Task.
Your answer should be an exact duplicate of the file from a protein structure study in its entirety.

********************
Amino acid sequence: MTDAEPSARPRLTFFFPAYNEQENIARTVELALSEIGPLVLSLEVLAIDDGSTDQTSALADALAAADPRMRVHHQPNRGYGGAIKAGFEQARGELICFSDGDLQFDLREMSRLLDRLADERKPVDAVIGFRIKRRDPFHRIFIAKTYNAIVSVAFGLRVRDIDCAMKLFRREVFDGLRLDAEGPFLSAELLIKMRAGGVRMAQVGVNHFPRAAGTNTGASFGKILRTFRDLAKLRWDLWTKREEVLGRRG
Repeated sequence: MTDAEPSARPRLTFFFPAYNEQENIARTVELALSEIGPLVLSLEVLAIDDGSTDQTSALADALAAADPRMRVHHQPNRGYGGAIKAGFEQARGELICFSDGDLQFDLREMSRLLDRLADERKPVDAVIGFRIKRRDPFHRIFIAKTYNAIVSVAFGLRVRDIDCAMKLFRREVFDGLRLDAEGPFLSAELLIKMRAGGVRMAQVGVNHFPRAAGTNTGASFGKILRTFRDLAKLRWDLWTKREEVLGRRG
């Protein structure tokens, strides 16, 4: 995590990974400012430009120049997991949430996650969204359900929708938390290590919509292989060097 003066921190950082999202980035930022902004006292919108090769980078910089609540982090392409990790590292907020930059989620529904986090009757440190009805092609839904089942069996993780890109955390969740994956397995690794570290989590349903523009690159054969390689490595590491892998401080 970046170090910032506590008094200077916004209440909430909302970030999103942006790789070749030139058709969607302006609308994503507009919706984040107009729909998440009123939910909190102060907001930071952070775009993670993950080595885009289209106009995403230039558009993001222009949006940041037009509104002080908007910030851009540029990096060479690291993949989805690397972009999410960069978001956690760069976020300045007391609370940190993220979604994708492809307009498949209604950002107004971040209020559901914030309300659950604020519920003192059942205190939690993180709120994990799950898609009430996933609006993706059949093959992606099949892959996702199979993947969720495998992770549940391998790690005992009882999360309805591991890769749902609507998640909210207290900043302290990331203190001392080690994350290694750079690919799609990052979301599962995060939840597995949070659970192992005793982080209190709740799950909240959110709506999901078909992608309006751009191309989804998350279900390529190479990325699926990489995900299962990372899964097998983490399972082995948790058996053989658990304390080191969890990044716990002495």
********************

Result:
Amino acid sequence: MTDAEPSARPRLTFFFPAYNEQENIARTVELALSEIGPLVLSLEVLAIDDGSTDQTSALADALAAADPRMRVHHQPNRGYGGAIKAGFEQARGELICFSDGDLQFDLREMSRLLDRLADERKPVDAVIGFRIKRRDPFHRIFIAKTYNAIVSVAFGLRVRDIDCAMKLFRREVFDGLRLDAEGPFLSAELLIKMRAGGVRMAQVGVNHFPRAAGTNTGASFGKILRTFRDLAKLRWDLWTKREEVLGRRG
Repeated sequence: MTDAEPSARPRLTFFFPAYNEQENIARTVELALSEIGPLVLSLEVLAIDDGSTDQTSALADALAAADPRMRVHHQPNRGYGGAIKAGFEQARGELICFSDGDLQFDLREMSRLLDRLADERKPVDAVIGFRIKRRDPFHRIFIAKTYNAIVSVAFGLRVRDIDCAMKLFRREVFDGLRLDAEGPFLSAELLIKMRAGGVRMAQVGVNHFPRAAGTNTGASFGKILRTFRDLAKLRWDLWTKREEVLGRRG
């Protein structure tokens, strides 16, 4: 995590990974400012430009120049997991949430996650969204359900929708938390290590919509292989060097 003066921190950082999202980035930022902004006292919108090769980078910089609540982090392409990790590292907020930059989620529904986090009757440190009805092609839904089942069996993780890109955390969740994956397995690794570290989590349903523009690159054969390689490595590491892998401080 970046170090910032506590008094200077916004209440909430909302970030999103942006790789070749030139058709969607302006609308994503507009919706984040107009729909998440009123939910909190102060907001930071952070775009993670993950080595885009289209106009995403230039558009993001222009949006940041037009509104002080908007910030851009540029990096060479690291993949989805690397972009999410960069978001956690760069976020300045007391609370940190993220979604994708492809307009498949209604950002107004971040209020559901914030309300659950604020519920003192059942205190939690993180709120994990799950898609009430996933609006993706059949093959992606099949892959996702199979993947969720495998992770549940391998790690005992009882999360309805591991890769749902609507998640909210207290900043302290990331203190001392080690994350290694750079690919799609990052979301599962995060939840597995949070659970192992005793982080209190709740799950909240959110709506999901078909992608309006751009191309989804998350279900390529190479990325699926990489995900299962990372899964097998983490399972082995948790058996053989658990304390080191969890990044716990002495």